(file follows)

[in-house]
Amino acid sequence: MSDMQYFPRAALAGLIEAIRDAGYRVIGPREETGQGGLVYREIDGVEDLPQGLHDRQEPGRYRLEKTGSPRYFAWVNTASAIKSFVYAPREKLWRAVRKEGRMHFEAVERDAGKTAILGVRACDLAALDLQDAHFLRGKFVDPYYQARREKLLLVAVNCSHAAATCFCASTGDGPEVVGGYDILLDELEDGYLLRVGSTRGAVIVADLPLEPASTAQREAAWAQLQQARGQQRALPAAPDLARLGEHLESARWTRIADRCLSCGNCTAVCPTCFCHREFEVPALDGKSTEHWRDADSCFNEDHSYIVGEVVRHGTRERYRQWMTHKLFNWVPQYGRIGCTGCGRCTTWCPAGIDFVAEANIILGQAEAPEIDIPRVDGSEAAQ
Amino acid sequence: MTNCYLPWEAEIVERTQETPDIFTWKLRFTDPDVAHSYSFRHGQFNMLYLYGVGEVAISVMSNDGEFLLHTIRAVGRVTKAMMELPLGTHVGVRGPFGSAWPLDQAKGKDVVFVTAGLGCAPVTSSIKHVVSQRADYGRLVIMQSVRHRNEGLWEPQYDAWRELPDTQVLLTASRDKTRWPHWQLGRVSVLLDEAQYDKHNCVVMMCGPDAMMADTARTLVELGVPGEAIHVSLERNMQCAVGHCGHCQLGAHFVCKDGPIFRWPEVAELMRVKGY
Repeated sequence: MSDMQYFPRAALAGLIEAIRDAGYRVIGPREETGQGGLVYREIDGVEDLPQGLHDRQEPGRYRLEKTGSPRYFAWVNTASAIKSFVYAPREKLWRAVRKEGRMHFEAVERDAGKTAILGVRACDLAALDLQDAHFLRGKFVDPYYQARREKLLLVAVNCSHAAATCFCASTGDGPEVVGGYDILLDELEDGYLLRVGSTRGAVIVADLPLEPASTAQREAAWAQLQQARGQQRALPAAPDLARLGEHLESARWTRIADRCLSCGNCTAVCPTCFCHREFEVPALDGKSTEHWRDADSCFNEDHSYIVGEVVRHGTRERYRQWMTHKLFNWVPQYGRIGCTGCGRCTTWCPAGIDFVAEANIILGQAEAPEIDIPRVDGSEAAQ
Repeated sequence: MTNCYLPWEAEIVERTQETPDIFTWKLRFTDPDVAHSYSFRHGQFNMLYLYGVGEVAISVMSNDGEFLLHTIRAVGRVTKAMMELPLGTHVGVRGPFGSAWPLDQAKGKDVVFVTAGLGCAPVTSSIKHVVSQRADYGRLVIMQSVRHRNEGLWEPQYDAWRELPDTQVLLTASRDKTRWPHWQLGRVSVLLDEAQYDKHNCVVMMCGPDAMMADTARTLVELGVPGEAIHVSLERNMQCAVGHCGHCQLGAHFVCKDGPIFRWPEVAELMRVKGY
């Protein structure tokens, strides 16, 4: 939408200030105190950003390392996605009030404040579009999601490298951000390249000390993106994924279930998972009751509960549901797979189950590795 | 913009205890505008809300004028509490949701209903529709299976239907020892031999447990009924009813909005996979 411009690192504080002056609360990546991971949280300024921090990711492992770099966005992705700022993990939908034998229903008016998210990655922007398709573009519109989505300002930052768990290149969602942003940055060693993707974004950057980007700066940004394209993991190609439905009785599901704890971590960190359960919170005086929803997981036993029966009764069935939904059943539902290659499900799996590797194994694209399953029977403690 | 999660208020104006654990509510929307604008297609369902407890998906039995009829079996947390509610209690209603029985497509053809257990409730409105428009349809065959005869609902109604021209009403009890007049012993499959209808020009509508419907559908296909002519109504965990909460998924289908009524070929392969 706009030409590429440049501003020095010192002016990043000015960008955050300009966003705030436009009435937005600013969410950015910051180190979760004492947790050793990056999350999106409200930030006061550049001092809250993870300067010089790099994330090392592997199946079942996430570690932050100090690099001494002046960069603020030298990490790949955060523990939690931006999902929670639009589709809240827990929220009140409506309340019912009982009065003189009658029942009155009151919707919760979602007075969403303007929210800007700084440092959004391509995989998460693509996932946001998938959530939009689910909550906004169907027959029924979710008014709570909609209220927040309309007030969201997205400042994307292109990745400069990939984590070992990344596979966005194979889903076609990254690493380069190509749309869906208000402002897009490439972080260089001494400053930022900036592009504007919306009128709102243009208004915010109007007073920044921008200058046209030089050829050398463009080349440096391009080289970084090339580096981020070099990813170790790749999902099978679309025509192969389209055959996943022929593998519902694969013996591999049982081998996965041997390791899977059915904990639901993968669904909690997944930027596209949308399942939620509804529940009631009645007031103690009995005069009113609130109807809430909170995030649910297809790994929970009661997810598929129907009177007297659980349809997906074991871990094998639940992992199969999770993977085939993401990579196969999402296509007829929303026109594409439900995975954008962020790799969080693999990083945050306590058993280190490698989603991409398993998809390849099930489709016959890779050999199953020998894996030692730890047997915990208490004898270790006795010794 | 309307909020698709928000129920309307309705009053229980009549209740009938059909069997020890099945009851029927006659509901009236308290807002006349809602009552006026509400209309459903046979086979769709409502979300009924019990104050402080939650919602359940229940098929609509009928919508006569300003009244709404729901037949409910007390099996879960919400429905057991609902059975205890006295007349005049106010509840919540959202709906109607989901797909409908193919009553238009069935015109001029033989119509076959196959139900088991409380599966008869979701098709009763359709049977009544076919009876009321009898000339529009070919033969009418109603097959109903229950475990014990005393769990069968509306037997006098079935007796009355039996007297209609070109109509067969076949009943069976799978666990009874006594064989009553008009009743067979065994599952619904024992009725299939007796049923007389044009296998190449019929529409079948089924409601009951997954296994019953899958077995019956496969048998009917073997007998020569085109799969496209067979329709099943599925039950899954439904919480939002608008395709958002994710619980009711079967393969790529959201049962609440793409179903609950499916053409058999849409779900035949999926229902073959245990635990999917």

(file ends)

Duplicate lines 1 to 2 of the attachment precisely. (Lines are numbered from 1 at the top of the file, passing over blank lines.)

[in-house]
Amino acid sequence: MSDMQYFPRAALAGLIEAIRDAGYRVIGPREETGQGGLVYREIDGVEDLPQGLHDRQEPGRYRLEKTGSPRYFAWVNTASAIKSFVYAPREKLWRAVRKEGRMHFEAVERDAGKTAILGVRACDLAALDLQDAHFLRGKFVDPYYQARREKLLLVAVNCSHAAATCFCASTGDGPEVVGGYDILLDELEDGYLLRVGSTRGAVIVADLPLEPASTAQREAAWAQLQQARGQQRALPAAPDLARLGEHLESARWTRIADRCLSCGNCTAVCPTCFCHREFEVPALDGKSTEHWRDADSCFNEDHSYIVGEVVRHGTRERYRQWMTHKLFNWVPQYGRIGCTGCGRCTTWCPAGIDFVAEANIILGQAEAPEIDIPRVDGSEAAQ